Adrian N Ionescu
Read more »
de Victor Bratu | 9.10.2017 .
Pierre Moscovici, the European Commissioner for Economic and Financial Affairs, Taxation and Customs, announced on Wednesday in Brussels the proposals of the European Commission for the European VAT rules.
According to the Commission’s announcement, Brussels proposes “a fundamental change in the current VAT rules, a change aimed at taxing the sales of goods from one EU country to another in the same way that goods are sold within the member states.”
Commissioner Moscovici has announced that he will try to obtain the agreement of the member states on four principles on which a “single European area” to function in the future in the field of the value added tax:
VAT will be charged for cross-border trade between enterprises. Currently, cross-border trade is exempted from the VAT, generating a loophole that unscrupulous companies use to collect VAT, then disappear without sending the money to the government.
It will be more simple for companies that sell goods across borders to meet their VAT obligations in the “One Stop Shop” system. Traders will be able to make statements and payments using a single online portal in their own language and according to the same administrative rules and templates as in their country of origin. Member states will pay their VAT directly, as it is already the case for all sales of electronic services.
A change to the “destination” principle, according to which the final VAT amount is always paid to the member state where the end consumer is located and is charged at the rate set by that member state. This was an old commitment of the European Commission, supported by the member states. The mechanism already works for the electronic services sales.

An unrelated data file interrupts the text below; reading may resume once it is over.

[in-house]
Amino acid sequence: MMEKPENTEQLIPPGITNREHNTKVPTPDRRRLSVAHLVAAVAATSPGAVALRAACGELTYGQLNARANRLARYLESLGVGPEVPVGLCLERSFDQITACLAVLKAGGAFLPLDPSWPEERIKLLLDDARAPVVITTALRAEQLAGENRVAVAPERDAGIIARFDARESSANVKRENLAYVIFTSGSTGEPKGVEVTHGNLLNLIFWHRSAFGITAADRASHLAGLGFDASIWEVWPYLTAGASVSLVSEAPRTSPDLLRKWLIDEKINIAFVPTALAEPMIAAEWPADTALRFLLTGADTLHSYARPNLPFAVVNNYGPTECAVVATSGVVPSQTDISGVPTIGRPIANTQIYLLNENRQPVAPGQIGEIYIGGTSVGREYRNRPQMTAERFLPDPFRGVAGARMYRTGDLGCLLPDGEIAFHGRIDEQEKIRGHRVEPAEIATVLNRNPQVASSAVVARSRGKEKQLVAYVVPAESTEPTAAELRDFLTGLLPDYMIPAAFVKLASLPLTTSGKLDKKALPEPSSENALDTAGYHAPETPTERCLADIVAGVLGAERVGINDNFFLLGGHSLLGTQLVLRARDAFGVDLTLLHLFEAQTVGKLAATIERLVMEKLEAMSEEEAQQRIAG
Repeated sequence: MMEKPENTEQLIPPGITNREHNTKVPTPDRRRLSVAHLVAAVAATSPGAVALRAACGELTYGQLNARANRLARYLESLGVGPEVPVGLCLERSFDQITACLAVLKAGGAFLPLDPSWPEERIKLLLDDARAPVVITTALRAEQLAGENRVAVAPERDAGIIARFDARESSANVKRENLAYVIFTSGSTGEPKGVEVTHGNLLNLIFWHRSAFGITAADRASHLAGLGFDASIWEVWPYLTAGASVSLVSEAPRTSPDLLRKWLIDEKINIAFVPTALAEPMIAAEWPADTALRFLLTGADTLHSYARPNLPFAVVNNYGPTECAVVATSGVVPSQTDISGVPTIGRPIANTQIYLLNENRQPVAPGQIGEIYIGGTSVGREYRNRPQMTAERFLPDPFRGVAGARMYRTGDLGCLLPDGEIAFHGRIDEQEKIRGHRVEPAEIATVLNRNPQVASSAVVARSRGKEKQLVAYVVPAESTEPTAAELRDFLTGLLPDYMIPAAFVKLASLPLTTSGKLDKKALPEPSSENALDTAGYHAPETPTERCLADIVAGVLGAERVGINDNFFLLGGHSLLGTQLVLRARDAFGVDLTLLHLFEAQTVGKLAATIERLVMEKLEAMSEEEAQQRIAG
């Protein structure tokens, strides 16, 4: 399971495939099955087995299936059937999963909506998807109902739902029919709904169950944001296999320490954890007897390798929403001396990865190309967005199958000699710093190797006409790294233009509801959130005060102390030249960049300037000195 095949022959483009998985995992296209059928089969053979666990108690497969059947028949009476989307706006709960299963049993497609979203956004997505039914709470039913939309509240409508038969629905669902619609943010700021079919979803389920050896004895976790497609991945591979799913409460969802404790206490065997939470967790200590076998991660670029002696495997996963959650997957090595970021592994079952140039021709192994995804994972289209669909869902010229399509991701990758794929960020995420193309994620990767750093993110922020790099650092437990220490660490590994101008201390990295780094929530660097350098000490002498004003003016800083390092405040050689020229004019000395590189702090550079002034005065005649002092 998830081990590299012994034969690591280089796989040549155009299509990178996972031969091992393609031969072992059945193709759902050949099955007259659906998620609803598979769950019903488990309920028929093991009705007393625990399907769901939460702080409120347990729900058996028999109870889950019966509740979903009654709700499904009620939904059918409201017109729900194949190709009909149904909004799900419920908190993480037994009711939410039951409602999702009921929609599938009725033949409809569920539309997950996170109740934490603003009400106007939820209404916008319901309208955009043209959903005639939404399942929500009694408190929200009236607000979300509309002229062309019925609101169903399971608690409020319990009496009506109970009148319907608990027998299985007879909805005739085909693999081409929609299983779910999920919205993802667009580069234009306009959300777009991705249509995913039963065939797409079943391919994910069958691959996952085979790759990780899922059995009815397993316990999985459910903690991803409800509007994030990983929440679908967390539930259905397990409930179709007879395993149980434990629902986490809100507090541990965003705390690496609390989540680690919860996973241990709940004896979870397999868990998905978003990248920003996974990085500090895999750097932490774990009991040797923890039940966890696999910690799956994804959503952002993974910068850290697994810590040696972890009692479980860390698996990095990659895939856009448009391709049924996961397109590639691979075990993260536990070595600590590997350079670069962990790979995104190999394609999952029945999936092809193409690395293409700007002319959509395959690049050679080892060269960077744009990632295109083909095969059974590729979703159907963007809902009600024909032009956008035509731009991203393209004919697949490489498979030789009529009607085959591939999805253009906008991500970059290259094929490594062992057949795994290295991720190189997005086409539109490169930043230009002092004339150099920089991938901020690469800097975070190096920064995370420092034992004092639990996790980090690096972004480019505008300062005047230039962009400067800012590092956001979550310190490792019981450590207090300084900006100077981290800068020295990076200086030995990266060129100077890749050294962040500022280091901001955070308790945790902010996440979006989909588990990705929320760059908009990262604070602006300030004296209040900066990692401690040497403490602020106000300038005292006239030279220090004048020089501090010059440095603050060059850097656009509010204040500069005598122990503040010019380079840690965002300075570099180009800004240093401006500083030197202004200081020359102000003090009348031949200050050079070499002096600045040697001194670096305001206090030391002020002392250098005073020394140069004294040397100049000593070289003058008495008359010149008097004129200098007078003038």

Simplifying the billing rules, which would allow vendors to issue invoices in accordance with their own country rules even when transactions are cross-border. Companies will no longer need to prepare a list of cross-border transactions for their tax authority (the so-called “recapitulative statement”).
Proposals made by Pierre Moscovici also introduce the notion of “Certified taxable person” – a category of trusted business that will benefit from much more simple and less time-consuming rules.
Commissioner Moscovici also spoke, without further elaborating, about some “quick solutions” that would come into force in 2019.
Quick solutions, more precisely short-term measures, have been explicitly requested by member states to improve the day-to-day functioning of the current VAT system until all member states have completed and approved the new VAT system.
According to the procedures, the detailed legislative proposal will be forwarded for analysis to the member states through the European Council and the European Parliament for consultation. Following this process, the Commission will present in 2018 the detailed draft of the “VAT Directive” reform issued in 2006.
Proposals announced by Commissioner Moscovici occur a few days after his directorate published a study on the VAT gap at the EU level, according to which Romania was in 2015 the member state with the highest gap between the VAT supposed to be collected and the VAT effectively collected.
The situation was similar in 2014.